The present invention is directed to systems and methods for monitoring a paging signal from a mobile switch to a cellular transmitter for occurrences of congestion. According to one embodiment, the system comprises a switch; a cell site in communication with the switch, for broadcasting a page received from the switch to a cellular device configured to receive the page; and a monitoring module in communication with the switch for monitoring occurrences of paging congestion between the switch and the cell site.
The present invention may be used, for example, to monitor pages transmitted from the mobile switch but not received by the cell site. In the case of a cellular phone, pages transmitted from the mobile switch cause the receiving cellular phone to ring. Lost pages, however, cause customers to miss calls. The present invention may be used, for example, as a statistical tool for identifying operational problems that might otherwise go unnoticed. In addition to statistical benefits, the present invention may also be used to notify network operators of paging congestions problems. Finally, the present invention may also be used as a loss of revenue indicator by quantifying the number of lost pages that resulted in, for example, unconnected calls.
These and other benefits of the present invention will be apparent from the detailed description below.
For the present invention to be understood clearly and readily practiced, the present invention will be described in conjunction with the following FIGURE, wherein:
It is to be understood that the figures and descriptions of the present invention have been simplified to illustrate elements that are relevant for a clear understanding of the present invention while eliminating, for purposes of clarity, other elements. For example, certain system details and modules of certain intelligent platforms are not described herein. Those of ordinary skill in the art will recognize, however, that these and other elements may be desirable in a typical network. A discussion of such elements is not provided because such elements are well known in the art and because they do not facilitate a better understanding of the present invention.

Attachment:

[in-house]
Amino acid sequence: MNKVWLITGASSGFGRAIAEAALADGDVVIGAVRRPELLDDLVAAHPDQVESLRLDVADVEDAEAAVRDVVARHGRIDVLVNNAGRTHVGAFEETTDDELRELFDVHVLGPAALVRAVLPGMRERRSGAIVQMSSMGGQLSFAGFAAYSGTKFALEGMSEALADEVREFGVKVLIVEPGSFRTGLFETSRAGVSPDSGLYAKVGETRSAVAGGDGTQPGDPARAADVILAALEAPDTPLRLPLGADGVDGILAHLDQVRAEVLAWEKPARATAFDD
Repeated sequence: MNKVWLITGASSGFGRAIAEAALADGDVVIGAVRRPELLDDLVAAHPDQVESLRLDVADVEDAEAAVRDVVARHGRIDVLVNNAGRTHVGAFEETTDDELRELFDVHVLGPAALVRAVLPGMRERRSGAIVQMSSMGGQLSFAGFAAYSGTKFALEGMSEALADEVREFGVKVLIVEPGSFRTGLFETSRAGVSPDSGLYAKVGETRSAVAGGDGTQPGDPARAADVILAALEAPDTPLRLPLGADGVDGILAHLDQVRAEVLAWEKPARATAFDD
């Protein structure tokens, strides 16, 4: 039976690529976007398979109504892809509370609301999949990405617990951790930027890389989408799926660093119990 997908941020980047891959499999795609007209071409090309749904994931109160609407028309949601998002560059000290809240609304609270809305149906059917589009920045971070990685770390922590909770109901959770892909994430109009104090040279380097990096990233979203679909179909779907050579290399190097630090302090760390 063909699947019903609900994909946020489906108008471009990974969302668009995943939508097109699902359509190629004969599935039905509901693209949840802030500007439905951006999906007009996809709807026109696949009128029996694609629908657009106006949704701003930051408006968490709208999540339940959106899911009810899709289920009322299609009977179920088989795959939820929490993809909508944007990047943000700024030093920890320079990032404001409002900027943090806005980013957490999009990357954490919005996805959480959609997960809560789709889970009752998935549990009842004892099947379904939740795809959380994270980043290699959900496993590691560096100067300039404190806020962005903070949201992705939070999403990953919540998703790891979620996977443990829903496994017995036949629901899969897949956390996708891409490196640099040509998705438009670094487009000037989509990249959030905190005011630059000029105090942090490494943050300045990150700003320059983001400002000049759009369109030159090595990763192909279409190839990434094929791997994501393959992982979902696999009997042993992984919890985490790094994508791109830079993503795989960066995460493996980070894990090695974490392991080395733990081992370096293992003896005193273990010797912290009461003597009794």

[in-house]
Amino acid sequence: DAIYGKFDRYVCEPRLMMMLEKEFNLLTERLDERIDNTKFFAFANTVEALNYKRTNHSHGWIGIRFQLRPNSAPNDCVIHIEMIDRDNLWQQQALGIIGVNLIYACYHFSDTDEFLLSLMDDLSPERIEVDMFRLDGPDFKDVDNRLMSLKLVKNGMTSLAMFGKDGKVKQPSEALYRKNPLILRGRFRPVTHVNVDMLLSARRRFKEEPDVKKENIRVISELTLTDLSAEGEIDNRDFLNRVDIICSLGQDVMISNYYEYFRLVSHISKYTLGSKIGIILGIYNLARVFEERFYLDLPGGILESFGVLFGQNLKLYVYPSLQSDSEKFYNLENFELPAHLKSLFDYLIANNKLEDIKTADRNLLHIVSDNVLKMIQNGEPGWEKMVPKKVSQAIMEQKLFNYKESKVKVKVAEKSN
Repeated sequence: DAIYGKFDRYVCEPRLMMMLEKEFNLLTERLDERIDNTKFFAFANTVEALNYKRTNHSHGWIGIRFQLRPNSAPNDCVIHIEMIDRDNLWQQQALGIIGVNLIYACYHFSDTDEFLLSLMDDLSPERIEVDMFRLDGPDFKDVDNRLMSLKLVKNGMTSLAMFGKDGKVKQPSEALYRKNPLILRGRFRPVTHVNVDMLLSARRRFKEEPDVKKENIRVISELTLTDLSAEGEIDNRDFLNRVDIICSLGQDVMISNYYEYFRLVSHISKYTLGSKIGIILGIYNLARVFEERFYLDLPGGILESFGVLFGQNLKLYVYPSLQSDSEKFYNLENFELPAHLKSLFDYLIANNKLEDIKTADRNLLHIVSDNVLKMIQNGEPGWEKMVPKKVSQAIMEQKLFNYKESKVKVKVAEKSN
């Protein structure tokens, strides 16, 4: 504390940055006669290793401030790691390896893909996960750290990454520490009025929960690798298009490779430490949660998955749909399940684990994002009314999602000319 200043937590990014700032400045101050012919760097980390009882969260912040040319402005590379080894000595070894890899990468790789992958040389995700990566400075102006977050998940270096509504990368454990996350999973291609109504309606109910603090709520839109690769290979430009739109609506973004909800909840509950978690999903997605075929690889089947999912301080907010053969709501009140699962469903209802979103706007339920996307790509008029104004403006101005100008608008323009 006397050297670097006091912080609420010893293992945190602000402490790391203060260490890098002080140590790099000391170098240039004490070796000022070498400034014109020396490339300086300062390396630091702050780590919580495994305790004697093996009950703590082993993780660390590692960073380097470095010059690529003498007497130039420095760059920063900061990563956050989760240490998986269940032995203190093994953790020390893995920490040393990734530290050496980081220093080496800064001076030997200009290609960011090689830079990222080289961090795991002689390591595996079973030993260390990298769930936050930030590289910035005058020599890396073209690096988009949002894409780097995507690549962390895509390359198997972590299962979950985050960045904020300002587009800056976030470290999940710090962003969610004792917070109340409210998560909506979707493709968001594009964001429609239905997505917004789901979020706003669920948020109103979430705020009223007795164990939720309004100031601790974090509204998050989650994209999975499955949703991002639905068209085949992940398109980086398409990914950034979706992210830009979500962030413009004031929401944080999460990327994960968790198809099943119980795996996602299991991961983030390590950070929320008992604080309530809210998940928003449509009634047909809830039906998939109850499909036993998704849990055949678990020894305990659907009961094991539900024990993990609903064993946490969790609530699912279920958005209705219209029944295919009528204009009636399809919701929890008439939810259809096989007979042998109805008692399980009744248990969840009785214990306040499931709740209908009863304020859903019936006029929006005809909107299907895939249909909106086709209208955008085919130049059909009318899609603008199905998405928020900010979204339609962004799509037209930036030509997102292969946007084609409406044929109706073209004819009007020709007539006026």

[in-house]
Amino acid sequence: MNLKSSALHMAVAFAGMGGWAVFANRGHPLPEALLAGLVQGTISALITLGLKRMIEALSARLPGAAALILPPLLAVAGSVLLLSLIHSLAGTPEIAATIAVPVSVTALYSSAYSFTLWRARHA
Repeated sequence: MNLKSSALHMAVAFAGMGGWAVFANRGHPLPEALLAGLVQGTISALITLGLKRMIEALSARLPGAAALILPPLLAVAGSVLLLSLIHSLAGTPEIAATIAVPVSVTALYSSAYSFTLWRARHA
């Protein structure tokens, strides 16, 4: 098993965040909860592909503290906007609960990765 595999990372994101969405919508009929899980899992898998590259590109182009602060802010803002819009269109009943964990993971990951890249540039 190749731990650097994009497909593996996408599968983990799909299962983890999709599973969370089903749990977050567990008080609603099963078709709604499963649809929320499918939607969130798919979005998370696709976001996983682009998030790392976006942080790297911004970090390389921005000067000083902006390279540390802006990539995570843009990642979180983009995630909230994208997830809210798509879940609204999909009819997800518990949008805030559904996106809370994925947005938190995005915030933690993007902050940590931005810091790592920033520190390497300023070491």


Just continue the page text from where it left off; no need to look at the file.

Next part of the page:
The monitoring module 12, which communicates with the paging queue of mobile switch 14, may be implemented on an intelligent platform such as, for example, a computer, such as a workstation or a personal computer, a microprocessor, a network server, or an application specific integrated circuit, using any suitable type of computer instruction. Module 12 may also be implemented as software code to be executed by the system 10 using any suitable computer language such as, for example, microcode, and may be stored in, for example, an electrically erasable programmable read only memory (EEPROM), or can be configured into the logic of the system 10. According to another embodiment, module 12 may be implemented as software code to be executed by the system 10 using any suitable computer language such as, for example, Java, Perl, C or C++ using, for example, conventional or object-oriented techniques. The software code may be stored as a series of instructions or commands on a computer readable medium, such as random access memory (RAM), read only memory (ROM), a magnetic medium such as a hard-drive or a floppy disk, or an optical medium such as CD-ROM. According to one embodiment, module 12 may be integrated with the hardware or software of the mobile switch 14.